Not everyone worships the hearts-and-candy holiday. Santa Fe's Gender Offenders knows this. The troupe, unwilling to chain itself to any particular definition, aptly named 2009’s V-Day show (un)Lucky in Love. "We want to appeal to everyone," says KiKi DeLovely, "those who are jaded and not so into Valentine's Day and those who are super-in-love and hopeful."

Burlesque as It Is

Author and performer reflects on the movement today

Vivienne VaVoom has received Google news alerts about burlesque for five years. She used to get pinged maybe once a week, tops. "Now I get it once a day, and there's at least five or six things in it."

Show Us Your Pits

Punish the deed, not the breed

All the barking about dangerous pit bulls got Kassie Brown hot under the collar.

music

Music to Your Ears

The "L" stands for love. And lesbians. And lyrics from hip-hop duo God-des and She—who, come to think of it, once appeared on HBO's "The L Word," cable's most prominent source of literate, lusty lesbians.

Murder by Death

Bigger is better

Murder by Death knows only one size.

"I tend to be more interested in big things," explains singer-songwriter Adam Turla. "I feel like so many people write songs about simple stuff. One of the reasons why I do write such big, theatrical songs is that there’s not as many people doing it."

Epic struggles between good and evil fill the lyric sheets, and the meaty Americana that saddles up beside it gallops through sonic peaks and valleys. It could be called alt.country-noir, or cowpoke indie rock, but either way, the scent that wafts past your nostrils is robust.

art

Culture Shock

You know what's worse than people who make too big a deal out of Valentine's Day? People who make a big deal about how they're not going make a big deal about Valentine's Day because it's a corporate-invented holiday blahblahblah. Really? It's soooo horrible to give a little attention to someone you love, regardless of the reason? I concede that, for those not in a relationship, Valentine's Day can seem like a giant scheme to make you feel lonely and inadequate, all vulnerable confusion, like one of those pink, hairless moles. But it doesn't have to, just like weddings don't have to involve the Chicken Dance; you can make it what you want.

Dead Presidents

It's not every year that Valentine's Day and Presidents Day are so deliriously close together, and it's a confluence that can't be ignored. After all, we have a new president in office who is objectively attractive, and it's only out of respect for Michelle that many women (and men) have kept discussion of President Obama's established hotness to a minimum.

news

Answer Me This

You can now take off at the Sunport and land where? What did police find at a construction site on the West Mesa? What film will be shot in New Mexico? And How is UNM dealing with the recession?

Three’s a Crowd

A couple expecting a baby gets evicted

Last summer, Nicole Michelbach and Brian Garcia learned they were going to have a baby.

The Children of la Pepa

I am from that generation of New Mexicans who came of age in the ’60s and ’70s, who spent a lot of time discovering our ethnic roots in the rich soil of our mestizaje, the part of our heritage that involved celebrating the blending of Old and New World, the Indio and the Hispano.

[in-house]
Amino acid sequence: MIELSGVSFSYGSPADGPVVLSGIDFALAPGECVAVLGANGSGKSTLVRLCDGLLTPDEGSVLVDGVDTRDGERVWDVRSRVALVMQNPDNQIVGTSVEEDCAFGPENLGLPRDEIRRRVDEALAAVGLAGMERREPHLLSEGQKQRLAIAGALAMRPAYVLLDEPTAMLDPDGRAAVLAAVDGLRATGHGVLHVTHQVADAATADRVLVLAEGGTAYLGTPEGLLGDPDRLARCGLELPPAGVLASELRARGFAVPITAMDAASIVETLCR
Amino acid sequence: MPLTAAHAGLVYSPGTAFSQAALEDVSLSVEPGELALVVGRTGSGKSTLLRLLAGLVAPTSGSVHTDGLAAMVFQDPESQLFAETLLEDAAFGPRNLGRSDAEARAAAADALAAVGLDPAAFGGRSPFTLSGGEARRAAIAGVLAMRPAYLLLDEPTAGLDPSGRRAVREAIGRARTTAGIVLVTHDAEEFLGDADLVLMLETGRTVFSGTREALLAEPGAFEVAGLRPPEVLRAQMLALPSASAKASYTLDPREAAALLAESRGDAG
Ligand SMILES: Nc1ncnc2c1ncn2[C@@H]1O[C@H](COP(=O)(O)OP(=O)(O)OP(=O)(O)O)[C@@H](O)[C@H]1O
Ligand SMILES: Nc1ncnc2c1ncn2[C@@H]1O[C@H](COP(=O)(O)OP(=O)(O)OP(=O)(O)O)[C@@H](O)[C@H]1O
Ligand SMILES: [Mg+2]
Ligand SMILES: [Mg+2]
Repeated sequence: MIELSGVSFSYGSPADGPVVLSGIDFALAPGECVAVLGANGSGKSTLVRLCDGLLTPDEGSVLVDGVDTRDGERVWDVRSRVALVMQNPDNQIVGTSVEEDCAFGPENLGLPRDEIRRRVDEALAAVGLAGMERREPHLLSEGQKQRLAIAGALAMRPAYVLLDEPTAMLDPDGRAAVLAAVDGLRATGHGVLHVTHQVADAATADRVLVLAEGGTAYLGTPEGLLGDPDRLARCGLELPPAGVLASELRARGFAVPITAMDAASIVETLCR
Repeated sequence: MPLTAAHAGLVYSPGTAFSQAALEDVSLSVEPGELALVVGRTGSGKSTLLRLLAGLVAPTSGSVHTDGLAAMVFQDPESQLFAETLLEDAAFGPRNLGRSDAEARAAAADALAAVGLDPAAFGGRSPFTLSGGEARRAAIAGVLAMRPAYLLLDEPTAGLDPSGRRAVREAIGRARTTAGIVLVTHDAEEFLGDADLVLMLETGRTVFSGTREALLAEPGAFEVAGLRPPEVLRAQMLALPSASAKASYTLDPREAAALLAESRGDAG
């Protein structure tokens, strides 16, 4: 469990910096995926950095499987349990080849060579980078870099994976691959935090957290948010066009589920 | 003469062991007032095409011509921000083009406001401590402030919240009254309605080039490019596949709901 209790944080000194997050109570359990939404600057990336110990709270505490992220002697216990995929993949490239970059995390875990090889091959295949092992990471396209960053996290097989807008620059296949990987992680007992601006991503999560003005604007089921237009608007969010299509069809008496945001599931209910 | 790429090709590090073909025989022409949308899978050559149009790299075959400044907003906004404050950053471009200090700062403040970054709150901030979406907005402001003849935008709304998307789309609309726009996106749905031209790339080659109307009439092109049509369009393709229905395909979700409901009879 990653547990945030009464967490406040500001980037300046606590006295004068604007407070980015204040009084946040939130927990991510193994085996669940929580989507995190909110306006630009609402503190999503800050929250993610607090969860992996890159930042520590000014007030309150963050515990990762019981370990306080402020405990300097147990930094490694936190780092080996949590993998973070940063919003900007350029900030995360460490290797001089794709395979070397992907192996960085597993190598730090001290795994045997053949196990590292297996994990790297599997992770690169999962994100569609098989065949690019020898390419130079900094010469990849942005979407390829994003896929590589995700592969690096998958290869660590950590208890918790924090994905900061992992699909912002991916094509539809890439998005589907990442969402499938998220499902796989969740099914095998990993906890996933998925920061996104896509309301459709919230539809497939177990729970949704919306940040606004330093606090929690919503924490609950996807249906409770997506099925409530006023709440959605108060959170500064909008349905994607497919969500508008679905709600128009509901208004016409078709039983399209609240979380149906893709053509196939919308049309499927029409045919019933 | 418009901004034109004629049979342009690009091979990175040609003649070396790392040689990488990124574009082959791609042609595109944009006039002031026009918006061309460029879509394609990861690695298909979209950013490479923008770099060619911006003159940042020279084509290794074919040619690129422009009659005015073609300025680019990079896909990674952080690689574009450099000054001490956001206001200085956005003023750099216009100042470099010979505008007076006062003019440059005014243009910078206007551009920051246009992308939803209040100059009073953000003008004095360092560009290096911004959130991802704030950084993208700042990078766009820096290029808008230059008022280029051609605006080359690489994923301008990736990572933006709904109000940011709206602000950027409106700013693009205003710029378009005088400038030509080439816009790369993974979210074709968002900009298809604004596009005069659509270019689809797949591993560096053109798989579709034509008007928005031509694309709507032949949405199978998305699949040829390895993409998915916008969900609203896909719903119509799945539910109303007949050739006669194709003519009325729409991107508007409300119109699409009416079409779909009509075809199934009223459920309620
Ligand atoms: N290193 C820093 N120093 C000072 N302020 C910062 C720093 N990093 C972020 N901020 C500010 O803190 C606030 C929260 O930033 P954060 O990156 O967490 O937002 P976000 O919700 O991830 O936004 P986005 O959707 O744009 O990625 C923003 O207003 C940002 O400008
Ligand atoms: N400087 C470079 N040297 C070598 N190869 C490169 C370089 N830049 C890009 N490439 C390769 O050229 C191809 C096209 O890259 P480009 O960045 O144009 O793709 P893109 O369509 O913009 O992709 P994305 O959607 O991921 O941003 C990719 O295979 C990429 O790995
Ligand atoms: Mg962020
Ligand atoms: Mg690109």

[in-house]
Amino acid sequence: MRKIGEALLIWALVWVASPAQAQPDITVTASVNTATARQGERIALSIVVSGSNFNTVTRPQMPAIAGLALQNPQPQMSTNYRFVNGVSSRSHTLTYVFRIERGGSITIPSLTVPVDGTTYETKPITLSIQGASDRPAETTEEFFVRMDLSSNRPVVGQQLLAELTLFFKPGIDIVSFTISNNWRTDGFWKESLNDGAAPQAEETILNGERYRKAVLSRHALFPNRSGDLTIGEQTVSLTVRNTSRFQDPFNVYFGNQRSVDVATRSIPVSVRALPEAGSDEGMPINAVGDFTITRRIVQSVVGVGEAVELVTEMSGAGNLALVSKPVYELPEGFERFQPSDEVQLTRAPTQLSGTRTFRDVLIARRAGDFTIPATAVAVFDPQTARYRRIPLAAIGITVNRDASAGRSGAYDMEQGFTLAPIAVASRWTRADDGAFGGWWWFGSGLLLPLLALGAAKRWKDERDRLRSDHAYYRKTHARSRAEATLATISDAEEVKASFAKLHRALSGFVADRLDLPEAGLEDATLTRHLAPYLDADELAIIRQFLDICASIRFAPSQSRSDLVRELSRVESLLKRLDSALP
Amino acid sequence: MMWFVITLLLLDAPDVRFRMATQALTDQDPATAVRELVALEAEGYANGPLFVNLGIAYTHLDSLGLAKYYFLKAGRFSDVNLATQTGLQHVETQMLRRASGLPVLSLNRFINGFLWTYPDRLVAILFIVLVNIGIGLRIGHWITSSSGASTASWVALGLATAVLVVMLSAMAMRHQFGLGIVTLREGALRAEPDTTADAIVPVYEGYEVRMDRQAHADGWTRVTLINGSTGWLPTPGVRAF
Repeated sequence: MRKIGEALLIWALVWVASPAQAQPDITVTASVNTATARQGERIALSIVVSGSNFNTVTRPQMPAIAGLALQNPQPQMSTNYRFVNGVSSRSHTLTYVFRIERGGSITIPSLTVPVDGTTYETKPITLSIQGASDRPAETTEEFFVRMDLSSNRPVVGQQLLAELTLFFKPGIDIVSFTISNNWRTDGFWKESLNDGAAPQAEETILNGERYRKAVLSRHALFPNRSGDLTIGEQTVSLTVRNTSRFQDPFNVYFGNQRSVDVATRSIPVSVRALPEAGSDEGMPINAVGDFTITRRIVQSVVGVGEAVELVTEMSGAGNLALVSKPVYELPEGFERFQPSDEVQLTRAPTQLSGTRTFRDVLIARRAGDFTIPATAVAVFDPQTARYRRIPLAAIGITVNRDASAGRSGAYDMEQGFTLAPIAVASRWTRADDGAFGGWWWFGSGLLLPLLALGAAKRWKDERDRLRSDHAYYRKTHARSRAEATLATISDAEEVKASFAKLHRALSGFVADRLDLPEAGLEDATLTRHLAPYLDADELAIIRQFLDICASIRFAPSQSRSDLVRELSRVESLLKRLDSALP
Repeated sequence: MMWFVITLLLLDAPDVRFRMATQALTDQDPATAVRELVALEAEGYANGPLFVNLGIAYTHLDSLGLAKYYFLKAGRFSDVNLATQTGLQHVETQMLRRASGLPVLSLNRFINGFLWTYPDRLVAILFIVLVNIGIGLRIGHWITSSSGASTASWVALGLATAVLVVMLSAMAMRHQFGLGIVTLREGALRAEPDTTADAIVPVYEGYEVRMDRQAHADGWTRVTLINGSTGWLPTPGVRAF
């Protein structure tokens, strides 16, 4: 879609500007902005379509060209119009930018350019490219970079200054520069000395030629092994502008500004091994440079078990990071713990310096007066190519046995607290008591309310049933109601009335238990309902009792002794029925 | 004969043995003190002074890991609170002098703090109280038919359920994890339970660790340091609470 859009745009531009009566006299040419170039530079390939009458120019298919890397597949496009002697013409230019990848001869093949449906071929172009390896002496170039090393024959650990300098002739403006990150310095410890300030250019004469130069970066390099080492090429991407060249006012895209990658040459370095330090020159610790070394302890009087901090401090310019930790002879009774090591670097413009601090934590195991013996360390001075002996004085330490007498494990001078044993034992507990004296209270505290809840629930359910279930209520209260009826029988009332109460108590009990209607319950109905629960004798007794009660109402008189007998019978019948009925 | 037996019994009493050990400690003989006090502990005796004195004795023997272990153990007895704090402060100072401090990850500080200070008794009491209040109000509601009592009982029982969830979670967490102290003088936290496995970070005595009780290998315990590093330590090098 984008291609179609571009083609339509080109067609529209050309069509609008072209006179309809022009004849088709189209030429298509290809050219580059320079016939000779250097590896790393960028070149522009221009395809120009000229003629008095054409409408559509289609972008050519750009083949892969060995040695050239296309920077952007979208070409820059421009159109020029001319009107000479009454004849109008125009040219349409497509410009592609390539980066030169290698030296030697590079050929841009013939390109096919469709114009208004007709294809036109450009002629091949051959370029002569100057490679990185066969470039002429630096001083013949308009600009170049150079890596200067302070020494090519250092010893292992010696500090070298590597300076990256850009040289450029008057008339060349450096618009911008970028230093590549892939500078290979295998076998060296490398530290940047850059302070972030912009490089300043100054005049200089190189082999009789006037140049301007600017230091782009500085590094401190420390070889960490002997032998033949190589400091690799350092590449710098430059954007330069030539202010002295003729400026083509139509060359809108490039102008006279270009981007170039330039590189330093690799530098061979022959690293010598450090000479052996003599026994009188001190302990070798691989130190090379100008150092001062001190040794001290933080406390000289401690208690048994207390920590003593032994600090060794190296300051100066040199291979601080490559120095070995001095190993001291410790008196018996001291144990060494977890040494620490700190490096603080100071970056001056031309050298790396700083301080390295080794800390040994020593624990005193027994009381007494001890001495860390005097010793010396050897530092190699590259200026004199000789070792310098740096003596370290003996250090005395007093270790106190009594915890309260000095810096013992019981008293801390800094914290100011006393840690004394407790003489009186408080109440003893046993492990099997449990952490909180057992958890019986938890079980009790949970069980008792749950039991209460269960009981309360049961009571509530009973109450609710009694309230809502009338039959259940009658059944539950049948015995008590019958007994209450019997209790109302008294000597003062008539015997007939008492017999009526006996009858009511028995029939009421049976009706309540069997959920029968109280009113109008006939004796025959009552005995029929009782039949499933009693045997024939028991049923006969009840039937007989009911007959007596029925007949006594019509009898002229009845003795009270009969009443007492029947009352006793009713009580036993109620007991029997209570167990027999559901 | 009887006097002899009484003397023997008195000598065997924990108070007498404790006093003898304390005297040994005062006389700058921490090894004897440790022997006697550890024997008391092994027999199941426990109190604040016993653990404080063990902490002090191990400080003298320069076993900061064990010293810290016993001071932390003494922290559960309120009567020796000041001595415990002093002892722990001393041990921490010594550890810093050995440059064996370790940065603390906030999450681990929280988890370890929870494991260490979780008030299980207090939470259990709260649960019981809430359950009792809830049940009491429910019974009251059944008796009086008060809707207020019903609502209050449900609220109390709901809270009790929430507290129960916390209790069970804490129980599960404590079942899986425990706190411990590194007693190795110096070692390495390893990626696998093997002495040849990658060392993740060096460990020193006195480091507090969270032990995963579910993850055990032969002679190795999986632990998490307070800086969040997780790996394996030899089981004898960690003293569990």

Odds & Ends

Dateline: South Korea—A 68-year-old woman who has taken the written exam required for a driver’s license nearly every day since 2005 has failed for the 771st time. The woman—identified only by her family name of Cha—has spent at least 4 million won ($3,000) on fees for the test, which she has taken a record 771 times. Applicants must score at least 60 on the written exam before they can get behind the wheel for a driving test. According to Choi Young-Chul, an official at the North Jeolla Province driver’s license agency in Jeonju, the woman has never scored more than 50 on a test. “I feel sorry every time I see Cha fail,” Park Jung-seok, a traffic police officer at the agency, told the Korea Times newspaper. “When she passes, I’ll make a memorial tablet myself and give it to her.” The woman is allegedly ready for her 772nd attempt.

film

Reel World

So, you wanna surprise your sweetheart this Valentine’s Day with a home-cooked meal and a romantic movie. But there are so many sappy love stories to choose from on the shelves of the local video store. Which one to pick? Allow the Alibi to give you a little assist in navigating the waters of romantic movies.

VideoNasty

Blacula (1972)

These days you can't pick up a horror magazine without reading about 2008 being the “year of the vampire.” From the moody emo kids in the blockbuster tween-fest Twilight to the hip darkness of HBO’s “True Blood”—not to mention the unmatched masterpiece of Swedish vampire goodness that is Let the Right One In—last year was lousy with bloodsucking night dwellers. So in keeping with that trend, I’ve decided to dip into one of my favorites from the golden era of Blaxploitation: Blacula.

Friday the 13 th

Horror redux is another hack job

Moviegoers scared/annoyed/offended/bored by Hollywood’s trend toward remaking every horror film ever shot (The Uninvited, My Bloody Valentine, Quarantine among the most recent) can at least take comfort in the fact that the new Friday the 13th film isn’t exactly a remake. It’s more of, well, a sequel that ignores all of the other sequels.

Infomercial Madness

The cult of Snuggie

It’s television’s most talked about new broadcast. It has inspired Internet worships sites, YouTube videos and a raging debate. What is it, you ask? Why, it’s the commercial for the Snuggie.

food

Heart Beets

Forget to make that reservation at the new bistro for Valentine’s Day? Get stuck with a 4:45 p.m. seating time? You know, there’s no shame in cooking for one another. Like Adam and Eve sharing the apple tarte tatin of knowledge, or whatever.

Blue Cactus Grill

Red and green that’s true blue

Ahh, New Mexican cuisine. It indulges our most gluttonous cravings with endless cheese-and-chile concoctions. It's our ultimate hangover cure, and we patronize our favorite New Mexican restaurants with religious zeal. But sometimes even a good thing gets old. Before full-blown boredom sets in, we've got to find a new flame to rekindle the faith.